Maybe staying in with your significant other tonight instead of going out with your buddies could have long-term benefits -- call it a hunch.

However, while sites like e Harmony and Match are quick to espouse their success rates (the former claims that 438 members marry every day) it turns out their data, much like OKCupid, might not be telling the whole truth.

A recent joint-study (PDF) conducted by Michigan State University and Stanford found that people who met online weren't as likely to stay together for the long haul as their offline-matched counterparts.

Their avatar wedding occurred eight months earlier, however.

While sitting together on the couch in their physical living room, they recited their vows in front of hundreds of cyberfriends in an extravagant Utherverse ceremony complete with a long dress, hired DJ and elaborate decorations.

Of the 912 MMORPG players from 45 different countries who were polled, 42 percent of female and 26 percent of male players admitted that they were attracted to other players they met as avatars.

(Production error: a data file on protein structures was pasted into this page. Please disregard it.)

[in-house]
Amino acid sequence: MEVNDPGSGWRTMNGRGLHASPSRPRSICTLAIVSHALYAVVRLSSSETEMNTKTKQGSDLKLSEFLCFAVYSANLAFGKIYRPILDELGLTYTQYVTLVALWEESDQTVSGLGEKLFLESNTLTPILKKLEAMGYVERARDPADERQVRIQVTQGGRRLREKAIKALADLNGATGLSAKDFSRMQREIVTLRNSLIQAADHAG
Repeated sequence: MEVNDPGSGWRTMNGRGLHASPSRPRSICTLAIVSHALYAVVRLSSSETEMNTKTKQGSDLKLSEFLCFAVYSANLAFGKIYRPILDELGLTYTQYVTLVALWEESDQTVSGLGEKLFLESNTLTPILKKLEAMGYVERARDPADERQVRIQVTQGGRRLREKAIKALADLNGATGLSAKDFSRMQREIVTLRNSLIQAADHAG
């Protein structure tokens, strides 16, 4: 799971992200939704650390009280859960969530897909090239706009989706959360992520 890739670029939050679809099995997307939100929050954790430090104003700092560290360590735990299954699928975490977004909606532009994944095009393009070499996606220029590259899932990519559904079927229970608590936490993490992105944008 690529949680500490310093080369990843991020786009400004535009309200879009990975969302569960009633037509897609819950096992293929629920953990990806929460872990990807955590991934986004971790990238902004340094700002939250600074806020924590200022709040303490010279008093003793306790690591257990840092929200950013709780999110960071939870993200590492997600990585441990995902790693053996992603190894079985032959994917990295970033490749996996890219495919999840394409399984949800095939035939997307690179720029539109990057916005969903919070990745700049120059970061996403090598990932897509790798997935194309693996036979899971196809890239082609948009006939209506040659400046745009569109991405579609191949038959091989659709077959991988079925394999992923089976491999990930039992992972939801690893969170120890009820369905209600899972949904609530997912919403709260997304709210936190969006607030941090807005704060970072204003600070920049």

But the Riselings and many other couples have found that their avatar attraction extended far beyond the computer screen.

Online dating has reached the point where it isn't weird to say you met someone via the internet anymore.

Tinder is another story, but that's a digression for a different day.

Pushed together by mutual friends, the two instantly hit it off and a few dances (plus a couple rounds of body shots) later, they went home together.